These midfielders are placed in front of defenders for extra protection. They typically lay back when their team goes on the attack. Their main objective is to tackle opposing players and potentially drive them out to the sides. They can also cover other defenders and midfielders if they are up supporting the offense.

Attacking midfield

This is a primarily offensive role that is placed between the central midfield and the forwards. This role can be divided into the left, right, or central midfield. Their main duty is to create opportunities for strikers by finding passes that can cut through the defense of the opposition.

Wide midfield

This position plays in the left or right midfield. They are very similar to wingers. Their main role is to offer protection out on the flanks of the field and as well as support offensive plays.

A look at the placement of various positions in a 5-3-2 formation.
A look at the placement of various positions in a 5-3-2 formation. | Source

Defenders

Defenders do everything they can to make sure that the ball does not get past them. If there is not a sweeper in play, defenders are the last position the opposing team will enconter on their way to scoring a goal, besides the goalkeeper.

This position typically starts the game close to their own goal box. During the game, they can typically be found anywhere on their teams half of the field. This is between their goal line and the midfield line.

Defenders are often expected to perform throw-ins, goal kicks, and corner kicks on their own side of the field.

Centre-back

The job of this position, also known as a central defender, is to stop players such as the opposing striker from shooting on the goal. It is common to see two centre-backs play on the pitch. They can either cover a specific portion of the field or cover a specific player.

Sweeper

Sweepers are not always a position that is utilized. Sometimes, a coach will use four defenders instead of including a sweeper. However, when one is used on the field, they can be an essential player to assist the goalkeeper. Sweepers can be the last defensive measure before a ball reaches a goalkeeper.

The position usually starts behind the defenders and in front of the goalie. They don't typically go past the midfield line and can go as far back as their own goal line. They will often cover the entire field from left to right, wherever extra assistance is needed.

A sweeper will often take goal kicks or corner kicks. They can also be expected to perform throw-ins when the opposing team kicks the ball out of bounds. This is the only time a player other than the goalie can touch the ball with their hands.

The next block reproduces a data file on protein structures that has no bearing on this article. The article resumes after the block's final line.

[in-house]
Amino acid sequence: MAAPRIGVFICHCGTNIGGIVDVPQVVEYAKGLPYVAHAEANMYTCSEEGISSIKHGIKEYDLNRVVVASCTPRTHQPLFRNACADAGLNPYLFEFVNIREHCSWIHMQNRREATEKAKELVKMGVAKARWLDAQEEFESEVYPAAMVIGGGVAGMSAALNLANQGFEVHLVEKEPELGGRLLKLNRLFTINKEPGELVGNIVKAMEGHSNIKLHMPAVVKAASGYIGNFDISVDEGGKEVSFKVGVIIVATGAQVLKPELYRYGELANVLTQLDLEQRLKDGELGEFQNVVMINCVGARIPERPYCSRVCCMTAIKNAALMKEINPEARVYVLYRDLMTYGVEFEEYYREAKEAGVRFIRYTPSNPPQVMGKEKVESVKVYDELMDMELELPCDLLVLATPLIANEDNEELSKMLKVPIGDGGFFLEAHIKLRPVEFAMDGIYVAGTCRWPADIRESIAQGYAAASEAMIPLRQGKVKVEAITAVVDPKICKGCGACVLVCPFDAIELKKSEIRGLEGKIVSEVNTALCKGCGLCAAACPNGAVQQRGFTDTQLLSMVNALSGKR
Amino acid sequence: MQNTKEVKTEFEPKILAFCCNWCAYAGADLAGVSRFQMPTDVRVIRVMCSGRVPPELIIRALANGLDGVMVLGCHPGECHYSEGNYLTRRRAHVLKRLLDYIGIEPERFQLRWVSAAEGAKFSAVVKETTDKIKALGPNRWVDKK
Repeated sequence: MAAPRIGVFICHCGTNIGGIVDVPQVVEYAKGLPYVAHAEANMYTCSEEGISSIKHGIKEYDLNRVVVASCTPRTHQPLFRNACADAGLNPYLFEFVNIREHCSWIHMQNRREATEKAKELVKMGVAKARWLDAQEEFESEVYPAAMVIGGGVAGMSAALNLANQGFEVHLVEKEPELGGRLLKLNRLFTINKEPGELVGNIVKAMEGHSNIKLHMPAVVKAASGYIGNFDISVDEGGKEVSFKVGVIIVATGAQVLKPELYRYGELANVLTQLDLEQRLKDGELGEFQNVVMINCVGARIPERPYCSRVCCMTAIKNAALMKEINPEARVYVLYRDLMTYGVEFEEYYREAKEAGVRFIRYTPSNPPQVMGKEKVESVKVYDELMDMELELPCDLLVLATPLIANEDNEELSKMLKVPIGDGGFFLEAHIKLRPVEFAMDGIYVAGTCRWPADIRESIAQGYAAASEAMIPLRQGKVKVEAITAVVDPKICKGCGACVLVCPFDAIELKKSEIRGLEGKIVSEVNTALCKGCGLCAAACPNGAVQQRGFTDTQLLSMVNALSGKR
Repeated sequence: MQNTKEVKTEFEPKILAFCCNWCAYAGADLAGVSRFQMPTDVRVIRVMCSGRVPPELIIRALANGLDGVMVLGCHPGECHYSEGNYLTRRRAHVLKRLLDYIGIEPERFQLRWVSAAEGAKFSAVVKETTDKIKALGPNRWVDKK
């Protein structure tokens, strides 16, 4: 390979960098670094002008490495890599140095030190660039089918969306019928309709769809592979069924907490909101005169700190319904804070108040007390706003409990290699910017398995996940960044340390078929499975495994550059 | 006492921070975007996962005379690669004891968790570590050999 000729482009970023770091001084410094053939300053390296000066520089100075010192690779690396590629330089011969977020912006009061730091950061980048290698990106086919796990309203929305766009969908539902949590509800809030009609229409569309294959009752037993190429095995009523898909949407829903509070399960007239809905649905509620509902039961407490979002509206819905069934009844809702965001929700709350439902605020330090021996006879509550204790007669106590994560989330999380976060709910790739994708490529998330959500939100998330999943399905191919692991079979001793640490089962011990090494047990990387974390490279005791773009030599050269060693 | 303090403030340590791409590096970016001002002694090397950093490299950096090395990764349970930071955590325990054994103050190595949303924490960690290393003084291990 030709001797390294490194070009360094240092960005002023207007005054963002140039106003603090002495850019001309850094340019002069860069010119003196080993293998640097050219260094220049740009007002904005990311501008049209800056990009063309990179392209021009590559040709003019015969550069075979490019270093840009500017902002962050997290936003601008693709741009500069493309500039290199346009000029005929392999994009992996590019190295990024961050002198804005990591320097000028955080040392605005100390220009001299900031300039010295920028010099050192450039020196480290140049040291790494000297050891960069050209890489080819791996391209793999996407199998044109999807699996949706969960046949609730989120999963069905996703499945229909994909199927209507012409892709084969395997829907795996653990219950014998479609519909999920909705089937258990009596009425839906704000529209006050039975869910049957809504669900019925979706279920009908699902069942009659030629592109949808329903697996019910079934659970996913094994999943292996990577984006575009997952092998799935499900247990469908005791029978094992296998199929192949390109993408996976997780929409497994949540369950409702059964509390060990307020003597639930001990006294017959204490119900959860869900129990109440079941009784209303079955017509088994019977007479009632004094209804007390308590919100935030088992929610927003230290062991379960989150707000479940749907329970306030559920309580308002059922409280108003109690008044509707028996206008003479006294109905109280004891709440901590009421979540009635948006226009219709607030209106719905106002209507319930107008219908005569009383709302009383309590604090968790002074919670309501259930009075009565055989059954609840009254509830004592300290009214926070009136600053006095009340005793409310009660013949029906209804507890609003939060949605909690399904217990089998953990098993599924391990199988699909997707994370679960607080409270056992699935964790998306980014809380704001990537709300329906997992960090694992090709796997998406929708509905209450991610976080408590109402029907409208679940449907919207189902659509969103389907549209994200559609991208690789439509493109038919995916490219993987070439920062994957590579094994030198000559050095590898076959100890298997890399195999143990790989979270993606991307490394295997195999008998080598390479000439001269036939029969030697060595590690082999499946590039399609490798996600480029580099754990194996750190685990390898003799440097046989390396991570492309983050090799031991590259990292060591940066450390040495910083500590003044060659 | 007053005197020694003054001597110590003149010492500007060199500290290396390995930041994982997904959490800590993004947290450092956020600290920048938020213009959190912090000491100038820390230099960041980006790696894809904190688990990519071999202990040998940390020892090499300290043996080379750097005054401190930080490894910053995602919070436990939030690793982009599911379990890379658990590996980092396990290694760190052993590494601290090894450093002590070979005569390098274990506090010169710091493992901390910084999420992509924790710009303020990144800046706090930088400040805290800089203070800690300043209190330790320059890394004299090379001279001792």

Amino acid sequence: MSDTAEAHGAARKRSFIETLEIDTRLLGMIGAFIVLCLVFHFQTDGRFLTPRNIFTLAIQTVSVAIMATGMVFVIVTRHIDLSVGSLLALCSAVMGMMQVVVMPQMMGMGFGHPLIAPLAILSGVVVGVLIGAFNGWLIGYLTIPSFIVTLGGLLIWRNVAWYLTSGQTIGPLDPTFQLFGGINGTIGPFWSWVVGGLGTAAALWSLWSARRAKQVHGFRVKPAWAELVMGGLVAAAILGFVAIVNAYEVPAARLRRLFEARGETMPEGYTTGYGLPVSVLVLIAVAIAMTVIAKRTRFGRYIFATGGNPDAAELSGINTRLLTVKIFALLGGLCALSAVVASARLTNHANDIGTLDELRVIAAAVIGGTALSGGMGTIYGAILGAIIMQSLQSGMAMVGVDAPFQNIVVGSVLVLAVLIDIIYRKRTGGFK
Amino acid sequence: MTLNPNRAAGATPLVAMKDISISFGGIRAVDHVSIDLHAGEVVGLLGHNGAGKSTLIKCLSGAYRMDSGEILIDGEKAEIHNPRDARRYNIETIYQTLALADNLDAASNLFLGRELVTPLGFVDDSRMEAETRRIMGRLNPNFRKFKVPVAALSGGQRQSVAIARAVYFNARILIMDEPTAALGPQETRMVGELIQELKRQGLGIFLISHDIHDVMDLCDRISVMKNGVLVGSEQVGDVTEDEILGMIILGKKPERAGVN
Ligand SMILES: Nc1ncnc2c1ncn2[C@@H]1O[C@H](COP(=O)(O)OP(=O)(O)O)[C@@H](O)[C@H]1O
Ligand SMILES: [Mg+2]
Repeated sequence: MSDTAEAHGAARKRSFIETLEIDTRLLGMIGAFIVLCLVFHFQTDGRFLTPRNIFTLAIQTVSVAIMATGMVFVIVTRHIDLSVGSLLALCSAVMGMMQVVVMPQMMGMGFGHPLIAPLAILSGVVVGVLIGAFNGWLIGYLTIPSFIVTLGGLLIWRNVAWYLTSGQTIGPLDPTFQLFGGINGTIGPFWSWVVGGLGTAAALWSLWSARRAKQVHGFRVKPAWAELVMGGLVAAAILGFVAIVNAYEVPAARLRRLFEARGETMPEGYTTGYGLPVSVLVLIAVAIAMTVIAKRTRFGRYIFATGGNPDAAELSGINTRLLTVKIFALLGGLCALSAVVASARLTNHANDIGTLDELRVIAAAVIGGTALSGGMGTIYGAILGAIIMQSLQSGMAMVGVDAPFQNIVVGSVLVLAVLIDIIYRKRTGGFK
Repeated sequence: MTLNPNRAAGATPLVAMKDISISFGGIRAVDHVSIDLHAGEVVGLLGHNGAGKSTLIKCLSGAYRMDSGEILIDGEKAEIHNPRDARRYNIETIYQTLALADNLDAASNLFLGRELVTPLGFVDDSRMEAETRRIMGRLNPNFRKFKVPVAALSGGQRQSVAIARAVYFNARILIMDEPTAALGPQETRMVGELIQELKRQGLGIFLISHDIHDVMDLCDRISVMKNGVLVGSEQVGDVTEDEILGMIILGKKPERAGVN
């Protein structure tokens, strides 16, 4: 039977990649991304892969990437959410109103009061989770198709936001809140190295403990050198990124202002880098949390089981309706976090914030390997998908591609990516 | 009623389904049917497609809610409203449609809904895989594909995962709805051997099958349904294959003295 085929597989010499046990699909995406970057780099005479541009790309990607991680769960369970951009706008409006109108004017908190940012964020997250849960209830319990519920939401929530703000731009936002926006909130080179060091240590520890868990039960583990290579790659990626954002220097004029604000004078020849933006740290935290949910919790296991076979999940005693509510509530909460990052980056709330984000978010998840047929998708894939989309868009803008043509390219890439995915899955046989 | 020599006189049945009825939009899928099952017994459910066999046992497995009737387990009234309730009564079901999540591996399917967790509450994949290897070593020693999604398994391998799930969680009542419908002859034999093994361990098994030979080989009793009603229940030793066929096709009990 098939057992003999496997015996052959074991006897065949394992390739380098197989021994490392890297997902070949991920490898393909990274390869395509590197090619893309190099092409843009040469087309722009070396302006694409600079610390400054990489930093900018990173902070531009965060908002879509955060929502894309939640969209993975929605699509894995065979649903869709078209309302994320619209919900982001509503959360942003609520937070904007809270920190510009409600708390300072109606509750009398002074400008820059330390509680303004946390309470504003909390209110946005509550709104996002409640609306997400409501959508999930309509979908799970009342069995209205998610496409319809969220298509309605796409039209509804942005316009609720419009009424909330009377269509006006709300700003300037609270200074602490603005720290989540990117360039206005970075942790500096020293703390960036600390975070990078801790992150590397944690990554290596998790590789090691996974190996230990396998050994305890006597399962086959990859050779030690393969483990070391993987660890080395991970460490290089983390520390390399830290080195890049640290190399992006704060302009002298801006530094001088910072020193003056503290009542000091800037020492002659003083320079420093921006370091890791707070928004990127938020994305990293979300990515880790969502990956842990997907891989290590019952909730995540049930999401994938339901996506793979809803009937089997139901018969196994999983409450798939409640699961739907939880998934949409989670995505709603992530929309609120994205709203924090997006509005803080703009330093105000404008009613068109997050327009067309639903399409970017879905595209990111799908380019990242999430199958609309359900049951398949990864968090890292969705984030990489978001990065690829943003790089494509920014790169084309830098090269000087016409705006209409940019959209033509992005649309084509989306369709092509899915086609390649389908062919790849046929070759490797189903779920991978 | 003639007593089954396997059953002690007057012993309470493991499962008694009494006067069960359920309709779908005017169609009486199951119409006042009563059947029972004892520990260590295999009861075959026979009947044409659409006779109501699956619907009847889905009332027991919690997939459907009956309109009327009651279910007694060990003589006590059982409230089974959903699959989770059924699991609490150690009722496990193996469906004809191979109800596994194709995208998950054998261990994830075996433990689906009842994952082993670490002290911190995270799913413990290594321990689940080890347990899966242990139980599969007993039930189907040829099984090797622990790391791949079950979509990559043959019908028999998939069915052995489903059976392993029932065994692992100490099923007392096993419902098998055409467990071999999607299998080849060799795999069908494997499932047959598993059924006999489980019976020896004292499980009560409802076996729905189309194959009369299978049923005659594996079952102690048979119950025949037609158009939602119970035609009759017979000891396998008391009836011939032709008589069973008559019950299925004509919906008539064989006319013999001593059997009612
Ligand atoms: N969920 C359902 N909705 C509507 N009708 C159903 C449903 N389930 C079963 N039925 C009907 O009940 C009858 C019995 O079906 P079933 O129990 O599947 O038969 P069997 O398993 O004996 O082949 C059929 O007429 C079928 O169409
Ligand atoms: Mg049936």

Full-back

This position can be divided into a left or right-back. They are positioned on either side of the centre-back. They defend against opposing wingers in the flanks who try to drive the ball past them or pass to other attackers. They do not traditionally support attacking plays.

Wing-back

These are defenders who are more involved in offensive plays. They typically cover more width on the field, especially if the team lacks traditional wingers. They usually support the midfield when on the attack. This position usually covers the opposing wing-backs when on defense.

A goalkeeper jumping up to block an attempt at scoring.
A goalkeeper jumping up to block an attempt at scoring. | Source

Goalkeeper

The goalie is typically the only player that is allowed to touch the ball with their hands while on the field and during the game. Their sole purpose is to keep the ball from making it into the net.

The always stay close to the goal to prevent the opposing team from scoring. They will typically not leave the area of the goal box (the lines that form a box closest to their own goal). This is because they may not touch the ball if they are outside of their goal box.

Goalkeepers are responsible for blocking the ball during penalty kicks and getting the ball out of the area of the goal and to a player on their team further down the field. They often use a drop kick to get the ball as far away from their own goal as possible.

The Importance of the Positions

It is very important to know what each position does and what they are responibile for. If players do not follow the guidelines of their positions, their team will not function properly. When each player plays their position correctly and covers the correct areas of the field, the team will perform much better and give each player a chance to use their skills at the necessary time. Positions are typically decided by what kind of skills a player has, making it important for an individual to focus on their specific position.

Questions & Answers

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      • profile image

        cheeto cat 

        8 days ago

        u are a cheater cheeto

        XD

      • profile image

        Tim Frechette 

        6 weeks ago